Bank Deposit Analysis
When the Canada Revenue Agency (“CRA”) audits a taxpayer, there are many different auditing methods or techniques that may be used. One of the most widely used of these methods is the bank deposit analysis, which is normally completed as part of a net worth audit.
What is a Bank Deposit Analysis?
If the CRA has decided to use a bank deposit analysis, they will review a taxpayer’s bank statements for the period under audit. They will add up every deposit into the bank account, and any deposits that cannot be explained are counted as income. The practical application of a bank deposit analysis is much worse then it sounds. CRA’s idea of what is an unexplained deposit is drastically different than most taxpayers. Perhaps a taxpayer had a birthday and deposited $1,000 of gifts into his or her bank account.
Simply telling that to your CRA auditor would likely result in the deposits counting as income. CRA wants documentation to explain these deposits.
A bank deposit analysis will also take into account withdrawals from a bank account. If the withdrawals can be proven to be expenses incurred in order to make a living, CRA will allow the taxpayer to write off that withdrawal. Again, proving this to CRA auditor’s can get extremely difficult due to their demands for documentary proof.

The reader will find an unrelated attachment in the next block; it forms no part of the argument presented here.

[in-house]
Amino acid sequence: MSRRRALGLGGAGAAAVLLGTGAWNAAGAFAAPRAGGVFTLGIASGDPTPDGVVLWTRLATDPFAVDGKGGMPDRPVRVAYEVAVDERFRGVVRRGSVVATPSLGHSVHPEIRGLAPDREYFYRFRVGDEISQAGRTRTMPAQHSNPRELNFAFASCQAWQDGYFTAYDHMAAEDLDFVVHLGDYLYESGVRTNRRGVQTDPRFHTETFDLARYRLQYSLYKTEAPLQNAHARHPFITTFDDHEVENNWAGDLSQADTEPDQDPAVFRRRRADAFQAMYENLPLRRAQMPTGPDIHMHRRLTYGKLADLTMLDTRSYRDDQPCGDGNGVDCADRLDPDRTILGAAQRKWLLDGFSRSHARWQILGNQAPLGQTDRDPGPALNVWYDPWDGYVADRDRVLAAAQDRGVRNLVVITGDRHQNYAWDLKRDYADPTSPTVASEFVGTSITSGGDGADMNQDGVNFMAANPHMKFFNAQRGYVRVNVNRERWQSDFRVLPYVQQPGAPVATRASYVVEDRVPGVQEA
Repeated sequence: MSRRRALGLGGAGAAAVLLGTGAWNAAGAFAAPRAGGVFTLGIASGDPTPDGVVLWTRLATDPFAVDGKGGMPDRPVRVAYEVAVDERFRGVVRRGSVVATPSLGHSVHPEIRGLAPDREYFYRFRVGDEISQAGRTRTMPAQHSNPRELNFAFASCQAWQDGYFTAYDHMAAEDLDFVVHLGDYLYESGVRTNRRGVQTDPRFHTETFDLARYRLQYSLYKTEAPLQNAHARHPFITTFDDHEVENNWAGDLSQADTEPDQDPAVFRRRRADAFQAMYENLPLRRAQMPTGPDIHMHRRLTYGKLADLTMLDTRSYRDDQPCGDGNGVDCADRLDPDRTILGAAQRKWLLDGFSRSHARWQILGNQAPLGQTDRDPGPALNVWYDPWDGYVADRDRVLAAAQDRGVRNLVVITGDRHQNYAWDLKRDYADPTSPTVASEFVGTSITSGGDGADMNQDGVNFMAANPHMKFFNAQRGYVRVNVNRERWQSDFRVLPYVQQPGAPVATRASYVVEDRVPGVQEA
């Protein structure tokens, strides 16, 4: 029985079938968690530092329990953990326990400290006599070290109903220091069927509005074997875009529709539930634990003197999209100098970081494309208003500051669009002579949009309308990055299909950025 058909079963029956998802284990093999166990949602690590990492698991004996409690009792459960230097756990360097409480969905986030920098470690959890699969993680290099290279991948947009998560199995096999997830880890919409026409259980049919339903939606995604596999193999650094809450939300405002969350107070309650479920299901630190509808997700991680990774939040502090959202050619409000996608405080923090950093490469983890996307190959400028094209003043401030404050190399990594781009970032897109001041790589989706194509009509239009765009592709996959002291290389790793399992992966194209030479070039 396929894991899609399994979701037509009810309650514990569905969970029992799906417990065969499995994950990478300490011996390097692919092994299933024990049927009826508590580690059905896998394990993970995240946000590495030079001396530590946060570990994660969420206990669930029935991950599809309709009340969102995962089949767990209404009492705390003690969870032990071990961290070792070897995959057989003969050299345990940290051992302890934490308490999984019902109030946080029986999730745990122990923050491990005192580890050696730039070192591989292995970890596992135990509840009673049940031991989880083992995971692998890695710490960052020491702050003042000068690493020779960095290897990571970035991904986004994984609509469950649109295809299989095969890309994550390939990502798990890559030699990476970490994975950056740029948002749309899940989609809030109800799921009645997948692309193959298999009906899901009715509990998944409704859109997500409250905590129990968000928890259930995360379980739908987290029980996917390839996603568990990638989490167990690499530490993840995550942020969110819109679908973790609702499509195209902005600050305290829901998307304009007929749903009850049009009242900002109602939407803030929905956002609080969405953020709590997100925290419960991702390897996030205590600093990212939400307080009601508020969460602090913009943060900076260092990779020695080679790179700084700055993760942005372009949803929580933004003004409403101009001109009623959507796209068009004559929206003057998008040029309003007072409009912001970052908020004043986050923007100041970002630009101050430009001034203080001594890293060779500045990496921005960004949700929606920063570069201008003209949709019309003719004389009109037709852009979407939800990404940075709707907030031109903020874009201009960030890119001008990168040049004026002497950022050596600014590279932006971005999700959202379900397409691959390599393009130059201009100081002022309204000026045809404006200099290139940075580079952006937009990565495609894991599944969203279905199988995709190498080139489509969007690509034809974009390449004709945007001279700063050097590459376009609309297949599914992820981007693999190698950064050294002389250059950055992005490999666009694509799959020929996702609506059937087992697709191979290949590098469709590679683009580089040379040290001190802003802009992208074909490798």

Fighting a Bank Deposit Analysis
Taxpayers who are auditing using a bank deposit analysis must go through their bank statements, line by line, in an attempt to provide CRA with the explanations they are looking for. This can be an incredibly lengthy process, and is normally extremely difficult as well.
If you are being audited using a bank deposit analysis, give us a call today to see how we can help!
Hole v. The Queen, 2016 TCC 55 – Bank Deposit Analysis and Marijuana Grow Ops
Valibeigi v. The Queen, 2009 TCC 379 – Inheritance and Bank Deposit Analysis
This article provides information of a general nature only. It does not provide legal advice nor can it or should it be relied upon. All tax situations are specific to their facts and will differ from the situations in the articles. If you have specific legal questions you should consult a lawyer.